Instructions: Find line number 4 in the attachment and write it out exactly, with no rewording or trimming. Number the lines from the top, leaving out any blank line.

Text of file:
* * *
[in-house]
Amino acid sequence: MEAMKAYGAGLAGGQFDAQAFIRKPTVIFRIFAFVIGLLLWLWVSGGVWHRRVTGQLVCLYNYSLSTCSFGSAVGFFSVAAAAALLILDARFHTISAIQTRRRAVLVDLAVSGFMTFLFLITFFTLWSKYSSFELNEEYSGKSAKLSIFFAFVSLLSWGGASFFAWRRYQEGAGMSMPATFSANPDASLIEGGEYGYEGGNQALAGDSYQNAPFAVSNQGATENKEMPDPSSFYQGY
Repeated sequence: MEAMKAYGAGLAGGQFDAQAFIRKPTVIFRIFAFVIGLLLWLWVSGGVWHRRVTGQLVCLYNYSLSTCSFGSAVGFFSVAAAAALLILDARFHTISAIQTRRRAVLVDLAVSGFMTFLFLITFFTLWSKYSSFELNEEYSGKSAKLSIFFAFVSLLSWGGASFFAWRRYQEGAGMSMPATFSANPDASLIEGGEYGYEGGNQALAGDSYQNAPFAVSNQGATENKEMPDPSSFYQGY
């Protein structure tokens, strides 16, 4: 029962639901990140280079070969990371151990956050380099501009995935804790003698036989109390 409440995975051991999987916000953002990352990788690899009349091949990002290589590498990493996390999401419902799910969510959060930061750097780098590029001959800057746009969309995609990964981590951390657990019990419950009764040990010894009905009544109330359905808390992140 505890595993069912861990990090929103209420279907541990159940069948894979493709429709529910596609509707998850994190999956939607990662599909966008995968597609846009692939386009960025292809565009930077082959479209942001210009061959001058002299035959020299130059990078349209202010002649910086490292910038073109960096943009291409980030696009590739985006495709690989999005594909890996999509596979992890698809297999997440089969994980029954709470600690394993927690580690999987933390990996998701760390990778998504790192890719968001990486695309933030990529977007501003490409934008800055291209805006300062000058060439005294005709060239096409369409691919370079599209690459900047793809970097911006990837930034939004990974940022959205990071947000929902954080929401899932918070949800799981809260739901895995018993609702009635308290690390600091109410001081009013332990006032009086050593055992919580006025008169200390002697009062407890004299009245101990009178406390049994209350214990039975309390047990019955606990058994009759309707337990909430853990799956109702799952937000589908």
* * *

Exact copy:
């Protein structure tokens, strides 16, 4: 029962639901990140280079070969990371151990956050380099501009995935804790003698036989109390 409440995975051991999987916000953002990352990788690899009349091949990002290589590498990493996390999401419902799910969510959060930061750097780098590029001959800057746009969309995609990964981590951390657990019990419950009764040990010894009905009544109330359905808390992140 505890595993069912861990990090929103209420279907541990159940069948894979493709429709529910596609509707998850994190999956939607990662599909966008995968597609846009692939386009960025292809565009930077082959479209942001210009061959001058002299035959020299130059990078349209202010002649910086490292910038073109960096943009291409980030696009590739985006495709690989999005594909890996999509596979992890698809297999997440089969994980029954709470600690394993927690580690999987933390990996998701760390990778998504790192890719968001990486695309933030990529977007501003490409934008800055291209805006300062000058060439005294005709060239096409369409691919370079599209690459900047793809970097911006990837930034939004990974940022959205990071947000929902954080929401899932918070949800799981809260739901895995018993609702009635308290690390600091109410001081009013332990006032009086050593055992919580006025008169200390002697009062407890004299009245101990009178406390049994209350214990039975309390047990019955606990058994009759309707337990909430853990799956109702799952937000589908």